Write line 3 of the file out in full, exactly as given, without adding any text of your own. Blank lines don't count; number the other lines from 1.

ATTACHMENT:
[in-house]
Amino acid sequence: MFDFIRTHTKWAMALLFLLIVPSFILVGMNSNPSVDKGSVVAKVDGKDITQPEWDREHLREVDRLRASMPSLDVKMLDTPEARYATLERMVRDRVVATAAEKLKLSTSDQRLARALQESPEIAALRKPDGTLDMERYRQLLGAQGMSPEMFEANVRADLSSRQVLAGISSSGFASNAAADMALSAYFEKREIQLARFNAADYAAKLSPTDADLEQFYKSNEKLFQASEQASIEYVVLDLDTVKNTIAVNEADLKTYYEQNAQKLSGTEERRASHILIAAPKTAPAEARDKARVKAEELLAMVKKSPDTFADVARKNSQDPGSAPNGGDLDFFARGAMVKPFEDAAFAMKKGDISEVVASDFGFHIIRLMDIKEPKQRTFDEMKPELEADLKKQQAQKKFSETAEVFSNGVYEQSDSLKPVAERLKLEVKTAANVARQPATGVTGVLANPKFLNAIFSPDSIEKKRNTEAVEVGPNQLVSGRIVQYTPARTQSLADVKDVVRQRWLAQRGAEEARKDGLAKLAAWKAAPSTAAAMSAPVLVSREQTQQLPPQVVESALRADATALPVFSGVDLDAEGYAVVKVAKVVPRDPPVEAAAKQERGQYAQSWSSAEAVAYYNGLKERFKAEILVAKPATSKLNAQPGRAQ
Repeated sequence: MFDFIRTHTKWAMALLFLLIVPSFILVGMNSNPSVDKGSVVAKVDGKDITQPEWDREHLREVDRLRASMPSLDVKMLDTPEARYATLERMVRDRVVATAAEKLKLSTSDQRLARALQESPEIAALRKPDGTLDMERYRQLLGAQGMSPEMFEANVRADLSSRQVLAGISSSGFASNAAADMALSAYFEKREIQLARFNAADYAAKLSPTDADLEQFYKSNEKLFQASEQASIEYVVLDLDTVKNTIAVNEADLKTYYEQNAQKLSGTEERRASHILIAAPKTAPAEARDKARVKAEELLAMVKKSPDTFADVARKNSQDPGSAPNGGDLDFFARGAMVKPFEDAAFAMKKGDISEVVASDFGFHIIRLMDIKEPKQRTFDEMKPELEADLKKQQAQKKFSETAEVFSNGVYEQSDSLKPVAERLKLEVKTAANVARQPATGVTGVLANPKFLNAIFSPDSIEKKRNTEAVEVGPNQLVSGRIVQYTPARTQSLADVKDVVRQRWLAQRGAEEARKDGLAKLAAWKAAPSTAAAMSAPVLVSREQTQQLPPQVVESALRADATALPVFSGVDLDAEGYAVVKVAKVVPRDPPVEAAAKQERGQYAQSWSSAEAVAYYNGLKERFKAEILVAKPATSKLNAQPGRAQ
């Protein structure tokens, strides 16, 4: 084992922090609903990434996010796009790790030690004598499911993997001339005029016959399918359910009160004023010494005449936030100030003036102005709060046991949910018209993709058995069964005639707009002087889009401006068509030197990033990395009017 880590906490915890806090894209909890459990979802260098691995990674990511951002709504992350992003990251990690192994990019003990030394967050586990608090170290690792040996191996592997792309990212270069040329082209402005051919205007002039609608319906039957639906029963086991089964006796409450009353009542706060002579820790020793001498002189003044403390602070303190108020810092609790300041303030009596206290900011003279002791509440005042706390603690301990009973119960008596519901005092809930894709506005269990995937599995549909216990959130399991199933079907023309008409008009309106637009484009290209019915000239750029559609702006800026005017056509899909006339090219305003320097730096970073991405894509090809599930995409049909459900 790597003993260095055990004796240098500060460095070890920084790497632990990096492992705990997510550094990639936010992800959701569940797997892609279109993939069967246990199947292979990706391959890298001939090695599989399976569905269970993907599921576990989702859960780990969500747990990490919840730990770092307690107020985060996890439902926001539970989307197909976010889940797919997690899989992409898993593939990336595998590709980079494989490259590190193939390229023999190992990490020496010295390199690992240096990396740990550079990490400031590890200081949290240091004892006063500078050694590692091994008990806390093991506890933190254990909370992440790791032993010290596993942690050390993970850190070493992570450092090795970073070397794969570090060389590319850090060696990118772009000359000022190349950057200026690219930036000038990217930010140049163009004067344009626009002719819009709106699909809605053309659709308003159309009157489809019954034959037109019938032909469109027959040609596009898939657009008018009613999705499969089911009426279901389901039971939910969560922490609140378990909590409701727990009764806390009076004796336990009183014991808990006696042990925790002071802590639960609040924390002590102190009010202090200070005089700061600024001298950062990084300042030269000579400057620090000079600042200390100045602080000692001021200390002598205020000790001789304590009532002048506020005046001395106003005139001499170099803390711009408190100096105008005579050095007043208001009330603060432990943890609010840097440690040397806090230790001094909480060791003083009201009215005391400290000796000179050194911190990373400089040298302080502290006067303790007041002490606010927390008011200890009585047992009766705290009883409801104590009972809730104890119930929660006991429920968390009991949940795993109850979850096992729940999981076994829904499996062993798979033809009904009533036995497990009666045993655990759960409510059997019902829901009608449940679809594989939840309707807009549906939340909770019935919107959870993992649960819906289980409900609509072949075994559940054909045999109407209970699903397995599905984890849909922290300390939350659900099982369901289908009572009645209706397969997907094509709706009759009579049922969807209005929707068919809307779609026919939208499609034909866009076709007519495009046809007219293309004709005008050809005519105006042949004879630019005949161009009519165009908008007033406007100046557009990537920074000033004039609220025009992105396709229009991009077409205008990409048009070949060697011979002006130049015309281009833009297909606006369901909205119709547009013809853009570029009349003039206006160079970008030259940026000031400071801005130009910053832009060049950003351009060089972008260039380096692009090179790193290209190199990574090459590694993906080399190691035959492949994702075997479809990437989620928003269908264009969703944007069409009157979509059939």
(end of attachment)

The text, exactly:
Repeated sequence: MFDFIRTHTKWAMALLFLLIVPSFILVGMNSNPSVDKGSVVAKVDGKDITQPEWDREHLREVDRLRASMPSLDVKMLDTPEARYATLERMVRDRVVATAAEKLKLSTSDQRLARALQESPEIAALRKPDGTLDMERYRQLLGAQGMSPEMFEANVRADLSSRQVLAGISSSGFASNAAADMALSAYFEKREIQLARFNAADYAAKLSPTDADLEQFYKSNEKLFQASEQASIEYVVLDLDTVKNTIAVNEADLKTYYEQNAQKLSGTEERRASHILIAAPKTAPAEARDKARVKAEELLAMVKKSPDTFADVARKNSQDPGSAPNGGDLDFFARGAMVKPFEDAAFAMKKGDISEVVASDFGFHIIRLMDIKEPKQRTFDEMKPELEADLKKQQAQKKFSETAEVFSNGVYEQSDSLKPVAERLKLEVKTAANVARQPATGVTGVLANPKFLNAIFSPDSIEKKRNTEAVEVGPNQLVSGRIVQYTPARTQSLADVKDVVRQRWLAQRGAEEARKDGLAKLAAWKAAPSTAAAMSAPVLVSREQTQQLPPQVVESALRADATALPVFSGVDLDAEGYAVVKVAKVVPRDPPVEAAAKQERGQYAQSWSSAEAVAYYNGLKERFKAEILVAKPATSKLNAQPGRAQ